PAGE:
Feds say no to panther critical habitat
* By ERIC STAATS
* Posted February 11, 2010 at 11:32 a.m. , updated February 11, 2010 at 2:37 p.m.
The U.S. Fish and Wildlife Service has rejected petitions to designate 3 million acres in South Florida as critical habitat for the endangered Florida panther, the agency announced this morning.
A critical habitat designation would add a new permitting hurdle for developers by requiring not only that their project not jeopardize the continued existence of the panther but also not "result in the destruction or adverse modification of habitat" for the panther.
Even without critical habitat, developers still must meet the "no jeopardy" standard. The Fish and Wildlife Service rarely withholds permits for development in panther habitat.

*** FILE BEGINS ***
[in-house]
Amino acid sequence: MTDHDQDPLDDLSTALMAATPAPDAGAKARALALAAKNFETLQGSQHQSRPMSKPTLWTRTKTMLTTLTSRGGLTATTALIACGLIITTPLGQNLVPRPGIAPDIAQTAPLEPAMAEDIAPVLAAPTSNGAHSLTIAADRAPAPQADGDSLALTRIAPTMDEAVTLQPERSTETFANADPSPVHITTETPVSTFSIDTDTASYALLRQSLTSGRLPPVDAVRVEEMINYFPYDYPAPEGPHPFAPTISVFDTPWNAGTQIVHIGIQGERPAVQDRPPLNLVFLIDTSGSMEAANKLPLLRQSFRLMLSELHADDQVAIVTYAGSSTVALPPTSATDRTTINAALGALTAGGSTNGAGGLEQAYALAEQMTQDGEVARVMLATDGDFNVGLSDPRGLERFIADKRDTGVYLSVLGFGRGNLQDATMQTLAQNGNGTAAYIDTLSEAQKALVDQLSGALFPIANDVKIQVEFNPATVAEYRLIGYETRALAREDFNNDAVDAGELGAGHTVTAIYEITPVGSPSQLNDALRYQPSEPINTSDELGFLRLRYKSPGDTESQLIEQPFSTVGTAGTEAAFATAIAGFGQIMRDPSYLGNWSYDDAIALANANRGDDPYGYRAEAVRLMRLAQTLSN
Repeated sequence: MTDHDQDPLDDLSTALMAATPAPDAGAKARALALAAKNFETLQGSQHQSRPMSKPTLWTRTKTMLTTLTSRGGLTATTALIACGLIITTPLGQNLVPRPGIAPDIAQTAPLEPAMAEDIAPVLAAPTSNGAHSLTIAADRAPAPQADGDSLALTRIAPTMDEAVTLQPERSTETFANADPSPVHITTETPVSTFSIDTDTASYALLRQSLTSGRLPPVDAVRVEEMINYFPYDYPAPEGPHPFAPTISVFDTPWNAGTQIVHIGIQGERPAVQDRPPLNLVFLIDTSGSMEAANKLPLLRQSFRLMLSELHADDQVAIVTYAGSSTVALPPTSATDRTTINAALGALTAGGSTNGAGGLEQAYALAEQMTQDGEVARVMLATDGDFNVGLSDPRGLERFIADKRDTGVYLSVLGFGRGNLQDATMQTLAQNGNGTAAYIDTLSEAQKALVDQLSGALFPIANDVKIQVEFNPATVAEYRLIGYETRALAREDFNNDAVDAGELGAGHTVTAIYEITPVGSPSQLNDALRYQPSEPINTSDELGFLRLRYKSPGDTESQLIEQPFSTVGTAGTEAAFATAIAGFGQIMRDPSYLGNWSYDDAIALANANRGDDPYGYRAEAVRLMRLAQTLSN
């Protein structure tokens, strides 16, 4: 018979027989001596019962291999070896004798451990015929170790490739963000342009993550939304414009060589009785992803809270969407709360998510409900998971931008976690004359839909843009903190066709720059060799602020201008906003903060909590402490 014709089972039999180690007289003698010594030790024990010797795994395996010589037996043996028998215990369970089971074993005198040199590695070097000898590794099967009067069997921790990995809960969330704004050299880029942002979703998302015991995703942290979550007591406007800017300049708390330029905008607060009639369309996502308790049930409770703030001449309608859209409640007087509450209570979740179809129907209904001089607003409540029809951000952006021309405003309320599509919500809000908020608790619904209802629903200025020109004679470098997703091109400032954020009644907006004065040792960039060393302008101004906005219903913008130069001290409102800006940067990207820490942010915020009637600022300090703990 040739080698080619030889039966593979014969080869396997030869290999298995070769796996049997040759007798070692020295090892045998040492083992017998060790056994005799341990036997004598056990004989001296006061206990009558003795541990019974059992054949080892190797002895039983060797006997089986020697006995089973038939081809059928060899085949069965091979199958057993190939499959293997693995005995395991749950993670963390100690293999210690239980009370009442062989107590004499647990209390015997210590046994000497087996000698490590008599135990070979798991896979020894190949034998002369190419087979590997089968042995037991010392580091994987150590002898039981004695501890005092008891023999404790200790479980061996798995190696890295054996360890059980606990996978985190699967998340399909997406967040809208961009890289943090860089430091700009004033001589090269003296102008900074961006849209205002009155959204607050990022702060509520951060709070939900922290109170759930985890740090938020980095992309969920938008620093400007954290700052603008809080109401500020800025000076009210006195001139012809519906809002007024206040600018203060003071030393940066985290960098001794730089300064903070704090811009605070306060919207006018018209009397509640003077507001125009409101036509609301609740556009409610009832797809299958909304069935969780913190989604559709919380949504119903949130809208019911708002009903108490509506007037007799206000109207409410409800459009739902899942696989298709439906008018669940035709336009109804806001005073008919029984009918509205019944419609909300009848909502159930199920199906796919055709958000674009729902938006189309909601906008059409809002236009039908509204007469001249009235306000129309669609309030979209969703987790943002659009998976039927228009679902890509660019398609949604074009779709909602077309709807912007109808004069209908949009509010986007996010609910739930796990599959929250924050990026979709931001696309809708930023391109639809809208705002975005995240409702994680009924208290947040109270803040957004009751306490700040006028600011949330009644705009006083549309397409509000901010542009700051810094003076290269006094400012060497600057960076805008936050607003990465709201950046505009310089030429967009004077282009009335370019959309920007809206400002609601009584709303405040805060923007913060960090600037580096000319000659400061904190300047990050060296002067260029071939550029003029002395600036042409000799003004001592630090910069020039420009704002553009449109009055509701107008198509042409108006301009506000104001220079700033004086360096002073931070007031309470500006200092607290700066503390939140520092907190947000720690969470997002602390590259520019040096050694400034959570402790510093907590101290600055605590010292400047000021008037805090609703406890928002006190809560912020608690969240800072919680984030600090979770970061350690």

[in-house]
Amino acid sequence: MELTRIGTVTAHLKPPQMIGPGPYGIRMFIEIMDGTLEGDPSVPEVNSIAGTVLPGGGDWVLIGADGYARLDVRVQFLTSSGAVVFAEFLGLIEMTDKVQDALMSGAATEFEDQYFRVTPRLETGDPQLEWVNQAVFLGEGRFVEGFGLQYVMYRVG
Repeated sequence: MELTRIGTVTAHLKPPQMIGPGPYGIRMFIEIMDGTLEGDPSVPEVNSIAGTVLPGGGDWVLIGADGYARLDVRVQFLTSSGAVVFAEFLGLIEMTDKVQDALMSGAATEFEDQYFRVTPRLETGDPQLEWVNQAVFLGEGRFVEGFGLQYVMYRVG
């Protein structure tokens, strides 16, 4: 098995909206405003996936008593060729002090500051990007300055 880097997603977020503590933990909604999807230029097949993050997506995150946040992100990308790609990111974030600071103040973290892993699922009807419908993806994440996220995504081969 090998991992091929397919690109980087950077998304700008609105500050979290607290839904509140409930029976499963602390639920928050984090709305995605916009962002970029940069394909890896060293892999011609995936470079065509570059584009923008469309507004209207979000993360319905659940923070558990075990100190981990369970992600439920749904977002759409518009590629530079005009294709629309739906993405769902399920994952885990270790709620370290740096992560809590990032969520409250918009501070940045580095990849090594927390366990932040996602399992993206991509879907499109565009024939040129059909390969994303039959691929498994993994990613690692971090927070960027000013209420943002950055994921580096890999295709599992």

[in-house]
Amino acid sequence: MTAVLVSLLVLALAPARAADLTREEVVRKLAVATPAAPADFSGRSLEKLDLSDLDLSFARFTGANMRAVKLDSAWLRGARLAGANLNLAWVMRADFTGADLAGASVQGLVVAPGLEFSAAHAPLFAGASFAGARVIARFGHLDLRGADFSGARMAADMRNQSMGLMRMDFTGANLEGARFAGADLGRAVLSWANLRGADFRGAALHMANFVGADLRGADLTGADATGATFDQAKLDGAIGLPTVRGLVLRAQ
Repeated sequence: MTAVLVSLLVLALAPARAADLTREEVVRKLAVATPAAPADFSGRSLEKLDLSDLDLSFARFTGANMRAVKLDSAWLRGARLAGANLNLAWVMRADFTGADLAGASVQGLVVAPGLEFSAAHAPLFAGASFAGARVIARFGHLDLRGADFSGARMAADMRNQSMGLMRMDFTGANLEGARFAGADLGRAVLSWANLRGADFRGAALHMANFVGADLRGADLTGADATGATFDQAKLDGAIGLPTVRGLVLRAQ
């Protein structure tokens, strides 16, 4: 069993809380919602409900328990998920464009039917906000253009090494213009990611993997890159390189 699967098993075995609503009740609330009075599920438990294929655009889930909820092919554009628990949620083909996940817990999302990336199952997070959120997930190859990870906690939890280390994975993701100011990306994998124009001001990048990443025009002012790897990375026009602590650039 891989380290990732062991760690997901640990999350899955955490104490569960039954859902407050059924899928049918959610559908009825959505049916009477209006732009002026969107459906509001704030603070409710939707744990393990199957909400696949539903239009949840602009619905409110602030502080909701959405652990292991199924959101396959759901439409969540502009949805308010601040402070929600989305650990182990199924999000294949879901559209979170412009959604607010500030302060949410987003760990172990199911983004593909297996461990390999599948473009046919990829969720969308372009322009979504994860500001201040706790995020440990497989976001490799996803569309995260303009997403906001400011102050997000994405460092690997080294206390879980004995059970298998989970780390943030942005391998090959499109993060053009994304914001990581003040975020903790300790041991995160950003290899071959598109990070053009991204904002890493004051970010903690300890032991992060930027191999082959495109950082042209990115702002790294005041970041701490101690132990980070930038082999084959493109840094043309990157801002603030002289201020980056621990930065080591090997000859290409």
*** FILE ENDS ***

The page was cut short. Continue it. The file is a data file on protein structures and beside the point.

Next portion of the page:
"We believe our current strategy and priorities are the best path forward at this time," Paul Souza, the agency's field supervisor in South Florida, said in a written statement.
The statement cited the restoration of Picayune Strand State Forest, the ongoing evaluation of a panther protection plan proposed by large landowners in Collier County and other environmental groups and building panther crossings.
Critical habitat petitions have been filed by the Conservancy of Southwest Florida, the Sierra Club, the Center for Biological Diversity, Public Employees for Environmental Responsibility and the Southwest Florida-based Council of Civic Associations.
The panther needs all of the habitat the FWS panther recovery plan identifies for the wide-ranging cat and that can only be accomplished by a critical habitat designation, said Michael Robinson, conservation advocate for the Center for Biological Diversity.
"We don't think this is going to stand in court," Robinson said.
The Fish and Wildlife Service says it has discretion under the Endangered Species Act to decide not to designate critical habitat for species listed as endangered before 1978. The panther was listed in 1967.
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